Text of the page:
Later this year it expects to get the pilot program up and running by linking four consortiums, including the Alliance for Paired Donations, into one big pool. If that goes well, a year later, UNOS could propose a truly national program.
"The idea of that has been around for a long time," said Dr. Friedewald, a transplant nephrologist at Northwestern University in Chicago. "And I always tell patients, 'I don't know why it took them so long to come up with the idea, but I'm glad they did.' "
Because about 10 percent of people awaiting kidney donations die annually, Ms. Fowkes had long been beating the odds.
Within just a few months of being registered with the National Kidney Registry, a compatible donor was found for Ms. Fowkes, and a recipient for Mr. Joiner.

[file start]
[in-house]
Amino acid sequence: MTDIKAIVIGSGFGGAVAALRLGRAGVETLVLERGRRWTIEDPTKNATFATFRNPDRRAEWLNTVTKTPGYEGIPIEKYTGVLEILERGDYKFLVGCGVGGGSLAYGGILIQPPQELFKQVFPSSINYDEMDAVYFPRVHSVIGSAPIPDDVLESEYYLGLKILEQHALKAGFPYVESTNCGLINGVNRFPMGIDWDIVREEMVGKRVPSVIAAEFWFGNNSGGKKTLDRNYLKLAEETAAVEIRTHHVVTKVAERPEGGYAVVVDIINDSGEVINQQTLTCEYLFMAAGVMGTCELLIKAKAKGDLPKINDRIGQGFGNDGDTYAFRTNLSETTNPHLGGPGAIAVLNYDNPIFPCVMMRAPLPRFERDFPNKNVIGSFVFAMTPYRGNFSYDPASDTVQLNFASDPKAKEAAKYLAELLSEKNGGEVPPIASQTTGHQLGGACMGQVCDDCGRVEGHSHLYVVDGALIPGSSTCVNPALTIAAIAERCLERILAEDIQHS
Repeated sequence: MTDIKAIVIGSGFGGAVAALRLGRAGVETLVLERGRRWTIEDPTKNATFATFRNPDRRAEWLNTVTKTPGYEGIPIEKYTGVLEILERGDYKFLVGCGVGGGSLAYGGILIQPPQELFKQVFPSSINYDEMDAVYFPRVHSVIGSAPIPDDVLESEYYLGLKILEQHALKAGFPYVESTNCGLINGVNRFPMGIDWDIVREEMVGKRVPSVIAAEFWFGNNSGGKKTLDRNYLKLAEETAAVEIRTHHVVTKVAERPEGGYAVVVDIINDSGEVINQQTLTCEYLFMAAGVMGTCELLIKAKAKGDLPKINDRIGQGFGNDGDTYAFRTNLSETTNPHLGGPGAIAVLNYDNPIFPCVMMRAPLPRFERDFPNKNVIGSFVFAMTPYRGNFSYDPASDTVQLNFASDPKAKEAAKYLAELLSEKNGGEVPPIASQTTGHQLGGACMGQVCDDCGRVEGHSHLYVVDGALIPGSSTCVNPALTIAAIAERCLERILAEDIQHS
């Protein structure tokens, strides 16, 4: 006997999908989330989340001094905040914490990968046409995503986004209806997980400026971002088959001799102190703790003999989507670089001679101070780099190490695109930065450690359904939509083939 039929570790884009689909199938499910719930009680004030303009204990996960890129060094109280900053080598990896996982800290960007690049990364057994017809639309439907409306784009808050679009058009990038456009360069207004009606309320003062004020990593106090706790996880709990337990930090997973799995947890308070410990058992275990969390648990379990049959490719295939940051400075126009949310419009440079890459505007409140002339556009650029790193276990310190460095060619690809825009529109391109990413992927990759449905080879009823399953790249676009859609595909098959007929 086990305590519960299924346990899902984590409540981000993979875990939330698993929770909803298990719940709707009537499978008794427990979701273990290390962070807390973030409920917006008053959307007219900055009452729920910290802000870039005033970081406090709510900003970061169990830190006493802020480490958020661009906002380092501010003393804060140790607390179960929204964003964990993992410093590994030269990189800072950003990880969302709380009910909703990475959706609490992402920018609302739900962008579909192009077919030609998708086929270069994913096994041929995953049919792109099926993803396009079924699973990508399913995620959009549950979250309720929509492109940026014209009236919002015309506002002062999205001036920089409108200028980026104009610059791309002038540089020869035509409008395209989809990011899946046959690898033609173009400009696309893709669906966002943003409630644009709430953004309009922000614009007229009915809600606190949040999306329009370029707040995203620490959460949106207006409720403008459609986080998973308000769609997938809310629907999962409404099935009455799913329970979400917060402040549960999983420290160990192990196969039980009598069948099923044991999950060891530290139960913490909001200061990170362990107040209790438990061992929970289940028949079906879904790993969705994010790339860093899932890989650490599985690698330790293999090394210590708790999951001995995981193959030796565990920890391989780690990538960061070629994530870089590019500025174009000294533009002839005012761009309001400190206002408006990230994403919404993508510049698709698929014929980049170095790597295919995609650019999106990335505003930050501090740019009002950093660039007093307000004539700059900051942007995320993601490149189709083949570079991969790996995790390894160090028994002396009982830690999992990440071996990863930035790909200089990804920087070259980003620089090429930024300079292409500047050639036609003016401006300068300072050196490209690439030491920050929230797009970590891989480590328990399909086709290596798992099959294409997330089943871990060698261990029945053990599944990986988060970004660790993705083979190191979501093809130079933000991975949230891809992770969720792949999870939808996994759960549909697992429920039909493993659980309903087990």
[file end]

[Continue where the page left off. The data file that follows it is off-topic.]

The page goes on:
But it didn't stop there.
As part of that chain, Ms. Fowkes received her new kidney from a woman in New Jersey, and Mr. Joiner's donated kidney went to another woman at Allegheny General, Kimberly Wagner, 43, a grade-school teacher from Shaler. Ms. Wagner's paired donor, a childhood friend of hers from Maryland, donated her kidney to someone in California.
Other donors and recipients came from Utah, New York and Virginia in a chain of 12 donations and transplants that began Jan. 21 at Montefiore Medical Center in New York, and ended Feb. 18 with a final transplant at UCLA hospital in California, Mr. Mollo said.
Ms. Fowkes said she didn't even know about paired kidney exchanges when Mr. Joiner first offered to help her, but now, she said, "I think it's a wonderful thing. It gave me my life back."
Sean D. Hamill: email@example.com or 412-263-2579. First Published April 15, 2010 4:00 AM